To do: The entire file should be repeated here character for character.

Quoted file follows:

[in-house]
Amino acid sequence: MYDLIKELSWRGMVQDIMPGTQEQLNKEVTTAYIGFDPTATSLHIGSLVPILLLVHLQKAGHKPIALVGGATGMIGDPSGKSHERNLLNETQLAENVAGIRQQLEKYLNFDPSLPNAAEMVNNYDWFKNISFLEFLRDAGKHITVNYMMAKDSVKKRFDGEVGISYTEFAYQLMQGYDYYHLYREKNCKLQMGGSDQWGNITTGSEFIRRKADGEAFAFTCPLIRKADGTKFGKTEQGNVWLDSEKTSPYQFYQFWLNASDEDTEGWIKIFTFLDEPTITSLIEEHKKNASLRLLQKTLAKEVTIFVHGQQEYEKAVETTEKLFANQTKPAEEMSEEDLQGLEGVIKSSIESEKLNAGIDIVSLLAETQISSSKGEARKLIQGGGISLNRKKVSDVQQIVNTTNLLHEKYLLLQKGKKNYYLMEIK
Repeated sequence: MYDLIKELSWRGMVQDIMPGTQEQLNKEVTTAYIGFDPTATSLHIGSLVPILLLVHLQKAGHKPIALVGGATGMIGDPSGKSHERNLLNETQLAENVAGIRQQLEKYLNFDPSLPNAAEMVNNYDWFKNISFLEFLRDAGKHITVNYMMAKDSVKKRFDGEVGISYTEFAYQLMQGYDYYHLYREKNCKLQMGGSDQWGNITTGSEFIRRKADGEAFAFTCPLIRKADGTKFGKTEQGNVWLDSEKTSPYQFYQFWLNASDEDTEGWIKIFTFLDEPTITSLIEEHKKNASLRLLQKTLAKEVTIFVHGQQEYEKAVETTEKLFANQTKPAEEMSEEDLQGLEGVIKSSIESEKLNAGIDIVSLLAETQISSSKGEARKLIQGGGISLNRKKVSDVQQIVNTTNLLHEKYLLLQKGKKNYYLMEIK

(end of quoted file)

[in-house]
Amino acid sequence: MYDLIKELSWRGMVQDIMPGTQEQLNKEVTTAYIGFDPTATSLHIGSLVPILLLVHLQKAGHKPIALVGGATGMIGDPSGKSHERNLLNETQLAENVAGIRQQLEKYLNFDPSLPNAAEMVNNYDWFKNISFLEFLRDAGKHITVNYMMAKDSVKKRFDGEVGISYTEFAYQLMQGYDYYHLYREKNCKLQMGGSDQWGNITTGSEFIRRKADGEAFAFTCPLIRKADGTKFGKTEQGNVWLDSEKTSPYQFYQFWLNASDEDTEGWIKIFTFLDEPTITSLIEEHKKNASLRLLQKTLAKEVTIFVHGQQEYEKAVETTEKLFANQTKPAEEMSEEDLQGLEGVIKSSIESEKLNAGIDIVSLLAETQISSSKGEARKLIQGGGISLNRKKVSDVQQIVNTTNLLHEKYLLLQKGKKNYYLMEIK
Repeated sequence: MYDLIKELSWRGMVQDIMPGTQEQLNKEVTTAYIGFDPTATSLHIGSLVPILLLVHLQKAGHKPIALVGGATGMIGDPSGKSHERNLLNETQLAENVAGIRQQLEKYLNFDPSLPNAAEMVNNYDWFKNISFLEFLRDAGKHITVNYMMAKDSVKKRFDGEVGISYTEFAYQLMQGYDYYHLYREKNCKLQMGGSDQWGNITTGSEFIRRKADGEAFAFTCPLIRKADGTKFGKTEQGNVWLDSEKTSPYQFYQFWLNASDEDTEGWIKIFTFLDEPTITSLIEEHKKNASLRLLQKTLAKEVTIFVHGQQEYEKAVETTEKLFANQTKPAEEMSEEDLQGLEGVIKSSIESEKLNAGIDIVSLLAETQISSSKGEARKLIQGGGISLNRKKVSDVQQIVNTTNLLHEKYLLLQKGKKNYYLMEIK